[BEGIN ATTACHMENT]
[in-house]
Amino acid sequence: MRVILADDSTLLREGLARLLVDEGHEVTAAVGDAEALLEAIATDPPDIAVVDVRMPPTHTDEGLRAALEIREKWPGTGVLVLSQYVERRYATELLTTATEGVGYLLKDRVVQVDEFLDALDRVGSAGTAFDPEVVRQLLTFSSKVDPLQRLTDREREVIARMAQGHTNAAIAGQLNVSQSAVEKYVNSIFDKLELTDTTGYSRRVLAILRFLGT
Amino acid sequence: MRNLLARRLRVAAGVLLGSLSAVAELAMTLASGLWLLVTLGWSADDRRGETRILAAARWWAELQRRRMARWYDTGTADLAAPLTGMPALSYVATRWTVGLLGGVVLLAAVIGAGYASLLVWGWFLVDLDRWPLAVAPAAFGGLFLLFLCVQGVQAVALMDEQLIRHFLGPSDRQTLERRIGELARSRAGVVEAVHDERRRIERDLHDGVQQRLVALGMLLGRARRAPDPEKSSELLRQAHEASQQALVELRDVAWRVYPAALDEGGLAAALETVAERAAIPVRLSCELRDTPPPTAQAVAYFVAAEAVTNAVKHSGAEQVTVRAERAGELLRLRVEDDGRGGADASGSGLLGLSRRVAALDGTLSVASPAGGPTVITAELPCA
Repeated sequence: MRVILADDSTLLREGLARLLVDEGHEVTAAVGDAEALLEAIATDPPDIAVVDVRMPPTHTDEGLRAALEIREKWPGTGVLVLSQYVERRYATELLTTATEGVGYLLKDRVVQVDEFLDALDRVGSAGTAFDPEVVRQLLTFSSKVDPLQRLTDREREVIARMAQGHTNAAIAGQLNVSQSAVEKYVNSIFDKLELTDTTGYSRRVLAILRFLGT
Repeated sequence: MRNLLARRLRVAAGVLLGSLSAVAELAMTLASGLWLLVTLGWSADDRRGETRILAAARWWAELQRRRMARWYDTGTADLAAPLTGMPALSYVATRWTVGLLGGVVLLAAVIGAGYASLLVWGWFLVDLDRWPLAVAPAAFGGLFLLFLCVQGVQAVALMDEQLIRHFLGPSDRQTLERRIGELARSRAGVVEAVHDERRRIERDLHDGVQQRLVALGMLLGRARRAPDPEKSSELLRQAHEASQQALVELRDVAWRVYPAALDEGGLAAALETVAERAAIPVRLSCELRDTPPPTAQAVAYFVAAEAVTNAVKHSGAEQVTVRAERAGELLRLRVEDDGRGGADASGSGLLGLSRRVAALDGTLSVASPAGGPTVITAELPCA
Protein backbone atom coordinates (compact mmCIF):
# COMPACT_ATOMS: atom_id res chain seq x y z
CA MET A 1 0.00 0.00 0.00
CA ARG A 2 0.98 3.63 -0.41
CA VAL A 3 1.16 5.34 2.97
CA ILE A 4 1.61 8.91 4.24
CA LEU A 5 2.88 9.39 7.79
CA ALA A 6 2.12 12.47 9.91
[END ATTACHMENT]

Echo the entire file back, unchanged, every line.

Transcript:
[in-house]
Amino acid sequence: MRVILADDSTLLREGLARLLVDEGHEVTAAVGDAEALLEAIATDPPDIAVVDVRMPPTHTDEGLRAALEIREKWPGTGVLVLSQYVERRYATELLTTATEGVGYLLKDRVVQVDEFLDALDRVGSAGTAFDPEVVRQLLTFSSKVDPLQRLTDREREVIARMAQGHTNAAIAGQLNVSQSAVEKYVNSIFDKLELTDTTGYSRRVLAILRFLGT
Amino acid sequence: MRNLLARRLRVAAGVLLGSLSAVAELAMTLASGLWLLVTLGWSADDRRGETRILAAARWWAELQRRRMARWYDTGTADLAAPLTGMPALSYVATRWTVGLLGGVVLLAAVIGAGYASLLVWGWFLVDLDRWPLAVAPAAFGGLFLLFLCVQGVQAVALMDEQLIRHFLGPSDRQTLERRIGELARSRAGVVEAVHDERRRIERDLHDGVQQRLVALGMLLGRARRAPDPEKSSELLRQAHEASQQALVELRDVAWRVYPAALDEGGLAAALETVAERAAIPVRLSCELRDTPPPTAQAVAYFVAAEAVTNAVKHSGAEQVTVRAERAGELLRLRVEDDGRGGADASGSGLLGLSRRVAALDGTLSVASPAGGPTVITAELPCA
Repeated sequence: MRVILADDSTLLREGLARLLVDEGHEVTAAVGDAEALLEAIATDPPDIAVVDVRMPPTHTDEGLRAALEIREKWPGTGVLVLSQYVERRYATELLTTATEGVGYLLKDRVVQVDEFLDALDRVGSAGTAFDPEVVRQLLTFSSKVDPLQRLTDREREVIARMAQGHTNAAIAGQLNVSQSAVEKYVNSIFDKLELTDTTGYSRRVLAILRFLGT
Repeated sequence: MRNLLARRLRVAAGVLLGSLSAVAELAMTLASGLWLLVTLGWSADDRRGETRILAAARWWAELQRRRMARWYDTGTADLAAPLTGMPALSYVATRWTVGLLGGVVLLAAVIGAGYASLLVWGWFLVDLDRWPLAVAPAAFGGLFLLFLCVQGVQAVALMDEQLIRHFLGPSDRQTLERRIGELARSRAGVVEAVHDERRRIERDLHDGVQQRLVALGMLLGRARRAPDPEKSSELLRQAHEASQQALVELRDVAWRVYPAALDEGGLAAALETVAERAAIPVRLSCELRDTPPPTAQAVAYFVAAEAVTNAVKHSGAEQVTVRAERAGELLRLRVEDDGRGGADASGSGLLGLSRRVAALDGTLSVASPAGGPTVITAELPCA
Protein backbone atom coordinates (compact mmCIF):
# COMPACT_ATOMS: atom_id res chain seq x y z
CA MET A 1 0.00 0.00 0.00
CA ARG A 2 0.98 3.63 -0.41
CA VAL A 3 1.16 5.34 2.97
CA ILE A 4 1.61 8.91 4.24
CA LEU A 5 2.88 9.39 7.79
CA ALA A 6 2.12 12.47 9.91